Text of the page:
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Senior Taliban Delegation In Talks With Officials In Pakistan


Taliban chief negotiator Mullah Abdul Ghani Baradar (left) will lead the delegation in Islamabad.
Taliban chief negotiator Mullah Abdul Ghani Baradar (left) will lead the delegation in Islamabad.

A senior Taliban delegation has met with Pakistani Foreign Minister Shah Mahmood Qureshi in Islamabad in an effort to revive Afghan peace negotiations that have included trips to Russia, China, and Iran.

The delegation headed by Mullah Abdul Ghani Baradar, a co-founder of the Afghan militant group and head of their political office in Qatar, met with Qureshi on October 3.

Last month, U.S. President Donald Trump withdrew from a lengthy negotiation process whose main component was ending the nearly 18-year war in Afghanistan.

Pakistan has urged both sides to resume talks.

Qureshi told the Taliban delegation that "Pakistan would continue to support all efforts to achieve permanent peace in Afghanistan which was essential for Pakistan's own socioeconomic development and progress," the Foreign Ministry said in a statement after the talks.

Qureshi "noted that the direct Taliban-U.S. talks since last year, strongly and sincerely supported by Pakistan, had now laid a firm ground for achieving a sustainable peace deal in Afghanistan," the statement said.

Taliban spokesman Sohail Shaheen, who is based in Qatar, told RFE/RL that the group was ready for a resumption of talks with Washington.

The Taliban representatives arrived in Islamabad as the U.S. special envoy for Afghanistan, Zalmay Khalilzad, is also there for "consultations" with Pakistan.

It was not known if the Taliban delegation and Khalilzad would meet.

Earlier, Shaheen told AFP that the overlapping visits to Pakistan were a "coincidence," but he left open the possibility of a meeting with Khalilzad.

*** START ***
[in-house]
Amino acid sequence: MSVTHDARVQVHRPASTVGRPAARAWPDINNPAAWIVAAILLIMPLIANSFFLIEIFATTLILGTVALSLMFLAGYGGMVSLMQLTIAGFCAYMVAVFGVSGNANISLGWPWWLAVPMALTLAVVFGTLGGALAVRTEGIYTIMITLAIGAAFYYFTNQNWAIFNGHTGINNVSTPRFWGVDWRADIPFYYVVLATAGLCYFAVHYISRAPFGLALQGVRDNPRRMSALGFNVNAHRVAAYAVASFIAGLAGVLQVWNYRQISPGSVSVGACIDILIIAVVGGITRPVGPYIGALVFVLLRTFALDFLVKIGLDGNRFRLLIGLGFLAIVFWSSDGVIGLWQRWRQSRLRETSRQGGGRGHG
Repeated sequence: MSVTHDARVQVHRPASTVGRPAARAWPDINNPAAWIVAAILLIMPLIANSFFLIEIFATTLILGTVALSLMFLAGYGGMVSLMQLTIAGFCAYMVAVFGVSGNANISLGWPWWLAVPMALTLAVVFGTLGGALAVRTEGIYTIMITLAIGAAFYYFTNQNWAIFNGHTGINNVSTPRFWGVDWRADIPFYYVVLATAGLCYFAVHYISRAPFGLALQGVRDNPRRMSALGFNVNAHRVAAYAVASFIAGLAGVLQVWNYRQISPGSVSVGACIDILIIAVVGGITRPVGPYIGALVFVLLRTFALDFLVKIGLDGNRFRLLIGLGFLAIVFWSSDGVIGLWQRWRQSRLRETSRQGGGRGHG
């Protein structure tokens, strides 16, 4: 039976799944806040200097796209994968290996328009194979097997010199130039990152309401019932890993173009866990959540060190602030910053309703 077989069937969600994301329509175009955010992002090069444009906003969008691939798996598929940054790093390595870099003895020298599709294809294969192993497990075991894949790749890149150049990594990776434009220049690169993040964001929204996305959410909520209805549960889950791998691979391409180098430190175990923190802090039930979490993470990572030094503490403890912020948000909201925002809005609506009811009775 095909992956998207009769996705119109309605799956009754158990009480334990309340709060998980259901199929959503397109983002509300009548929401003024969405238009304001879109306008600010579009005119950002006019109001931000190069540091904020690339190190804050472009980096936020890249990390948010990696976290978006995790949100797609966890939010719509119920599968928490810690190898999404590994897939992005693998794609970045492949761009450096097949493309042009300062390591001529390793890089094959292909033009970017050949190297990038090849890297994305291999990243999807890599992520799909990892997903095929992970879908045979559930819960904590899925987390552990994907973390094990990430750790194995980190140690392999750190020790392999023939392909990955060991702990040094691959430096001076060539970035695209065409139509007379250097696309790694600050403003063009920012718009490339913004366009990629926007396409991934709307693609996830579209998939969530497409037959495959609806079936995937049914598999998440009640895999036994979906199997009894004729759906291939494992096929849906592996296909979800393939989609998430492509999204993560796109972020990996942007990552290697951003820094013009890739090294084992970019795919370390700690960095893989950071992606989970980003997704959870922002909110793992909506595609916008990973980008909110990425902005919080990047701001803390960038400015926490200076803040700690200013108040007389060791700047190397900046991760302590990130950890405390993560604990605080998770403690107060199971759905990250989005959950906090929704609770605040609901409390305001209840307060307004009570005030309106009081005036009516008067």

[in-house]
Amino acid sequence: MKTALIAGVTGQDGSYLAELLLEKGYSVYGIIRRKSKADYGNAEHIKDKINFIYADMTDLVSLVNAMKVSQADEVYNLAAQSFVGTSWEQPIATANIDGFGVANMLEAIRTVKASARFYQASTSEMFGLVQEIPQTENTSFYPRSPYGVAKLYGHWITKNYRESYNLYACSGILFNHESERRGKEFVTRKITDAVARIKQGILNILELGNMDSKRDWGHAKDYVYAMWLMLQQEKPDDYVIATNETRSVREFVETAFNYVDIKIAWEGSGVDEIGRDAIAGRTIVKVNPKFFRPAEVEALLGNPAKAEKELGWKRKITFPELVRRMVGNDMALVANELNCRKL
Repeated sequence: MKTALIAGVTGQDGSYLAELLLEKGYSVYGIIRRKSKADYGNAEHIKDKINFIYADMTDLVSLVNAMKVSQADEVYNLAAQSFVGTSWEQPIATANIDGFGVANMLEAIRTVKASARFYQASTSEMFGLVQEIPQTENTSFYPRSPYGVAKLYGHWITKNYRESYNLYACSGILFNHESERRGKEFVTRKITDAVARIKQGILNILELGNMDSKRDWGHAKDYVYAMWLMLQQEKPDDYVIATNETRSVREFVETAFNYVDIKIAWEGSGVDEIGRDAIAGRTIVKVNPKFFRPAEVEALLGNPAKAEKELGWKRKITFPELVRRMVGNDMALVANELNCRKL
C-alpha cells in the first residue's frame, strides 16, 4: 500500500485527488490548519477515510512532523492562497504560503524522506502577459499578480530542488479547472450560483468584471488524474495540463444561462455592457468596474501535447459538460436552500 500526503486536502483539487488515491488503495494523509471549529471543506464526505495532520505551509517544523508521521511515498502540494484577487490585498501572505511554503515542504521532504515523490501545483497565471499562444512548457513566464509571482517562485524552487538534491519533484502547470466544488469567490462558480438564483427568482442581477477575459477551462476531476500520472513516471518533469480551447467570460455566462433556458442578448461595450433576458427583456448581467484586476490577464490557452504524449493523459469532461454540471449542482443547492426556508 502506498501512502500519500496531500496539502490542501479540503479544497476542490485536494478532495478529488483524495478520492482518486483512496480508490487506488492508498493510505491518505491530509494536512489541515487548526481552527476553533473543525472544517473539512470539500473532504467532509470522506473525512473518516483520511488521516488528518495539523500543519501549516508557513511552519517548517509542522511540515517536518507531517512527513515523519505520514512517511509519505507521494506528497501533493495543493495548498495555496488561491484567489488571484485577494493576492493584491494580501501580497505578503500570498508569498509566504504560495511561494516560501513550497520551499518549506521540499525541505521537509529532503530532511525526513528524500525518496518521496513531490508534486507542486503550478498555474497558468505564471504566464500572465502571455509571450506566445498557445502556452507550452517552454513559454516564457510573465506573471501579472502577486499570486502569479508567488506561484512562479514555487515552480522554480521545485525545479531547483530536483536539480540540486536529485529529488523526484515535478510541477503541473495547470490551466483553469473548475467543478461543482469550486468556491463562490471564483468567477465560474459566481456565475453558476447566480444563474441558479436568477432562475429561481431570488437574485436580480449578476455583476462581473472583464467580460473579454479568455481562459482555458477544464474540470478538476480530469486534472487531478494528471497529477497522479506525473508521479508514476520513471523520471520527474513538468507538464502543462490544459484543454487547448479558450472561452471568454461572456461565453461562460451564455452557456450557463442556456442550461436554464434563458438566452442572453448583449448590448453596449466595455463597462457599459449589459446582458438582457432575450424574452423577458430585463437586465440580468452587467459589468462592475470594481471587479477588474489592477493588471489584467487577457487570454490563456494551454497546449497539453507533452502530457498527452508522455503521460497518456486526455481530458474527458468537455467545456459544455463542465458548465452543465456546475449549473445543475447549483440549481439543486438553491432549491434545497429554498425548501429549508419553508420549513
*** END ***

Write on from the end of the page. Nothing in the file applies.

"Why not? It depends on the Americans," Shaheen said.

Baradar said the delegation will discuss "important issues" with Pakistani officials.

It was reported that the delegation will inform the Pakistani leadership of the factors that led to peace talks collapsing with the United States.

One of its main negotiation points between the Americans and the Taliban was a gradual withdrawal of foreign troops in exchange for Taliban security guarantees, including not having the country become a haven for terrorist elements.

The Taliban said it planned to inquire about Pakistani Prime Minister Imran Khan's comments that he would try to get Trump to reenter talks with the insurgent group.

The visit comes days after Khan's address at the UN General Assembly session and his meeting with Trump.

Despite its talks with U.S. officials, the Taliban so far has refused to negotiate with the government in Kabul, calling it a puppet of the West.

Sediq Sediqqi, a spokesman for Afghan President Ashraf Ghani, tweeted on October 2 that the government should be involved in any peace process.

"No progress will be imminent if a peace process is not owned and led by the Afghan government," he said.

Taliban fighters have continued to launch attacks against Afghan security forces, with the latest such attack taking place on October 2 in and around Taluqan, the capital of the northern province of Takhar.

With reporting by Reuters, AP, dpa, and AFP